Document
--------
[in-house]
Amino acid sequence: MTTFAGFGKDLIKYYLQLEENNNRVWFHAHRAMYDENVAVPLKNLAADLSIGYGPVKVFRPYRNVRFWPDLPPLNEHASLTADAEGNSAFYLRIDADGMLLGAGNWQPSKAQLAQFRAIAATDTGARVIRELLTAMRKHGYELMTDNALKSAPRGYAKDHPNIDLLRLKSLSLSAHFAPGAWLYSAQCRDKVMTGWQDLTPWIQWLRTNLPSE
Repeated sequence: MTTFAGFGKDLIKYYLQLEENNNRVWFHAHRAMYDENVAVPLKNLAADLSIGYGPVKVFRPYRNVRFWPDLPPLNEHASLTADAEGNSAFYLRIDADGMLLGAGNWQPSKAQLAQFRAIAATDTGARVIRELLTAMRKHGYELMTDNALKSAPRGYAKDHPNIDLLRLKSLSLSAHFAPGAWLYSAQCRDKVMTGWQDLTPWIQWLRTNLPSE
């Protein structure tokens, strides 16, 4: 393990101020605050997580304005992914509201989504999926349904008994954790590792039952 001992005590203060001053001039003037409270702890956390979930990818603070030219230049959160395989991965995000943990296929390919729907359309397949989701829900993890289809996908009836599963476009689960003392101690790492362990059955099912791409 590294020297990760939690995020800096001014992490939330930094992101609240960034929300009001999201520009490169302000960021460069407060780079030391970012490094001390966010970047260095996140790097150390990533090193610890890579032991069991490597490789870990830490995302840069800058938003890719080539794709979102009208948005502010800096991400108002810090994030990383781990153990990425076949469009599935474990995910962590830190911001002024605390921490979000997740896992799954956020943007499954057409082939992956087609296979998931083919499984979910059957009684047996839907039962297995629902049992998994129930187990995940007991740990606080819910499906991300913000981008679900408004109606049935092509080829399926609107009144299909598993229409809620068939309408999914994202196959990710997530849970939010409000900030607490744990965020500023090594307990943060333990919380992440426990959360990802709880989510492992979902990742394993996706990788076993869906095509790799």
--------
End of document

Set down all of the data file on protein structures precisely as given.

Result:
[in-house]
Amino acid sequence: MTTFAGFGKDLIKYYLQLEENNNRVWFHAHRAMYDENVAVPLKNLAADLSIGYGPVKVFRPYRNVRFWPDLPPLNEHASLTADAEGNSAFYLRIDADGMLLGAGNWQPSKAQLAQFRAIAATDTGARVIRELLTAMRKHGYELMTDNALKSAPRGYAKDHPNIDLLRLKSLSLSAHFAPGAWLYSAQCRDKVMTGWQDLTPWIQWLRTNLPSE
Repeated sequence: MTTFAGFGKDLIKYYLQLEENNNRVWFHAHRAMYDENVAVPLKNLAADLSIGYGPVKVFRPYRNVRFWPDLPPLNEHASLTADAEGNSAFYLRIDADGMLLGAGNWQPSKAQLAQFRAIAATDTGARVIRELLTAMRKHGYELMTDNALKSAPRGYAKDHPNIDLLRLKSLSLSAHFAPGAWLYSAQCRDKVMTGWQDLTPWIQWLRTNLPSE
């Protein structure tokens, strides 16, 4: 393990101020605050997580304005992914509201989504999926349904008994954790590792039952 001992005590203060001053001039003037409270702890956390979930990818603070030219230049959160395989991965995000943990296929390919729907359309397949989701829900993890289809996908009836599963476009689960003392101690790492362990059955099912791409 590294020297990760939690995020800096001014992490939330930094992101609240960034929300009001999201520009490169302000960021460069407060780079030391970012490094001390966010970047260095996140790097150390990533090193610890890579032991069991490597490789870990830490995302840069800058938003890719080539794709979102009208948005502010800096991400108002810090994030990383781990153990990425076949469009599935474990995910962590830190911001002024605390921490979000997740896992799954956020943007499954057409082939992956087609296979998931083919499984979910059957009684047996839907039962297995629902049992998994129930187990995940007991740990606080819910499906991300913000981008679900408004109606049935092509080829399926609107009144299909598993229409809620068939309408999914994202196959990710997530849970939010409000900030607490744990965020500023090594307990943060333990919380992440426990959360990802709880989510492992979902990742394993996706990788076993869906095509790799």